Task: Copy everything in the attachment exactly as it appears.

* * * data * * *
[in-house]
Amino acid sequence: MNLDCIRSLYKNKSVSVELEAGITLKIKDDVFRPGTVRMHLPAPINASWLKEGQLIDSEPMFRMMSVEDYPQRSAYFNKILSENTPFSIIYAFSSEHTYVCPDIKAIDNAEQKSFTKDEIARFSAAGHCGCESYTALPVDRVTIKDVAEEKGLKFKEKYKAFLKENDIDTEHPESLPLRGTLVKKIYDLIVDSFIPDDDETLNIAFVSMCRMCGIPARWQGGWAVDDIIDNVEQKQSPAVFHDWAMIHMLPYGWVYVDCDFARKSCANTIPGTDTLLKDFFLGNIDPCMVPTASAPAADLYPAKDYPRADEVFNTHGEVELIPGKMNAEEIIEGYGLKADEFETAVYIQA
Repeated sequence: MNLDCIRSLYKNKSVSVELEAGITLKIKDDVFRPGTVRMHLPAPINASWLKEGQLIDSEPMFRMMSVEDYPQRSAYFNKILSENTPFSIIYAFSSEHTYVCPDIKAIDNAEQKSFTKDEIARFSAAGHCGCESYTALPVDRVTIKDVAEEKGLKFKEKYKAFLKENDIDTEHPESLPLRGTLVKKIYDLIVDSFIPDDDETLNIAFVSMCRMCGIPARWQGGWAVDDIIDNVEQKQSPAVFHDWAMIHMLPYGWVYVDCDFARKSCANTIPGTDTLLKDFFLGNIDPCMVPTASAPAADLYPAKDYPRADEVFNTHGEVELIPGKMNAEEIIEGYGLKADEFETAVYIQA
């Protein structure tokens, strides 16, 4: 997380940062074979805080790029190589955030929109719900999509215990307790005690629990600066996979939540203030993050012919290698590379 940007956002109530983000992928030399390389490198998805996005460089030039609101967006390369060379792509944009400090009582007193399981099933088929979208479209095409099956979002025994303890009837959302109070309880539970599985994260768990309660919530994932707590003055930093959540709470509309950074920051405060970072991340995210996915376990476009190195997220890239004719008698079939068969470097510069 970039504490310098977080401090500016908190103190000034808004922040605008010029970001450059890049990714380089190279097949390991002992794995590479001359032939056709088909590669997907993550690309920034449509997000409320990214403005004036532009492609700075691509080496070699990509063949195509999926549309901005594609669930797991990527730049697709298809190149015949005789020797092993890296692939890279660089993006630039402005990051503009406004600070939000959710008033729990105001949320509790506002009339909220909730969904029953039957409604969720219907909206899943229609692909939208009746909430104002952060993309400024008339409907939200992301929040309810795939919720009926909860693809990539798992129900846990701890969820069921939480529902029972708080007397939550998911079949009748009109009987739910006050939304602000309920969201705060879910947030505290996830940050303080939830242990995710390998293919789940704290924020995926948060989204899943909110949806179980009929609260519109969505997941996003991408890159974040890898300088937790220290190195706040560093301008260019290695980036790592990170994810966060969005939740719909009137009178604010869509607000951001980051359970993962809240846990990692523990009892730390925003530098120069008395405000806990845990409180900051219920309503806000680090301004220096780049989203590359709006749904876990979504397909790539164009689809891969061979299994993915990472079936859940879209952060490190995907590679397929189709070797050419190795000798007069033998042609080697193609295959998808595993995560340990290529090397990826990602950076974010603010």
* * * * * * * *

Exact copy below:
[in-house]
Amino acid sequence: MNLDCIRSLYKNKSVSVELEAGITLKIKDDVFRPGTVRMHLPAPINASWLKEGQLIDSEPMFRMMSVEDYPQRSAYFNKILSENTPFSIIYAFSSEHTYVCPDIKAIDNAEQKSFTKDEIARFSAAGHCGCESYTALPVDRVTIKDVAEEKGLKFKEKYKAFLKENDIDTEHPESLPLRGTLVKKIYDLIVDSFIPDDDETLNIAFVSMCRMCGIPARWQGGWAVDDIIDNVEQKQSPAVFHDWAMIHMLPYGWVYVDCDFARKSCANTIPGTDTLLKDFFLGNIDPCMVPTASAPAADLYPAKDYPRADEVFNTHGEVELIPGKMNAEEIIEGYGLKADEFETAVYIQA
Repeated sequence: MNLDCIRSLYKNKSVSVELEAGITLKIKDDVFRPGTVRMHLPAPINASWLKEGQLIDSEPMFRMMSVEDYPQRSAYFNKILSENTPFSIIYAFSSEHTYVCPDIKAIDNAEQKSFTKDEIARFSAAGHCGCESYTALPVDRVTIKDVAEEKGLKFKEKYKAFLKENDIDTEHPESLPLRGTLVKKIYDLIVDSFIPDDDETLNIAFVSMCRMCGIPARWQGGWAVDDIIDNVEQKQSPAVFHDWAMIHMLPYGWVYVDCDFARKSCANTIPGTDTLLKDFFLGNIDPCMVPTASAPAADLYPAKDYPRADEVFNTHGEVELIPGKMNAEEIIEGYGLKADEFETAVYIQA
């Protein structure tokens, strides 16, 4: 997380940062074979805080790029190589955030929109719900999509215990307790005690629990600066996979939540203030993050012919290698590379 940007956002109530983000992928030399390389490198998805996005460089030039609101967006390369060379792509944009400090009582007193399981099933088929979208479209095409099956979002025994303890009837959302109070309880539970599985994260768990309660919530994932707590003055930093959540709470509309950074920051405060970072991340995210996915376990476009190195997220890239004719008698079939068969470097510069 970039504490310098977080401090500016908190103190000034808004922040605008010029970001450059890049990714380089190279097949390991002992794995590479001359032939056709088909590669997907993550690309920034449509997000409320990214403005004036532009492609700075691509080496070699990509063949195509999926549309901005594609669930797991990527730049697709298809190149015949005789020797092993890296692939890279660089993006630039402005990051503009406004600070939000959710008033729990105001949320509790506002009339909220909730969904029953039957409604969720219907909206899943229609692909939208009746909430104002952060993309400024008339409907939200992301929040309810795939919720009926909860693809990539798992129900846990701890969820069921939480529902029972708080007397939550998911079949009748009109009987739910006050939304602000309920969201705060879910947030505290996830940050303080939830242990995710390998293919789940704290924020995926948060989204899943909110949806179980009929609260519109969505997941996003991408890159974040890898300088937790220290190195706040560093301008260019290695980036790592990170994810966060969005939740719909009137009178604010869509607000951001980051359970993962809240846990990692523990009892730390925003530098120069008395405000806990845990409180900051219920309503806000680090301004220096780049989203590359709006749904876990979504397909790539164009689809891969061979299994993915990472079936859940879209952060490190995907590679397929189709070797050419190795000798007069033998042609080697193609295959998808595993995560340990290529090397990826990602950076974010603010």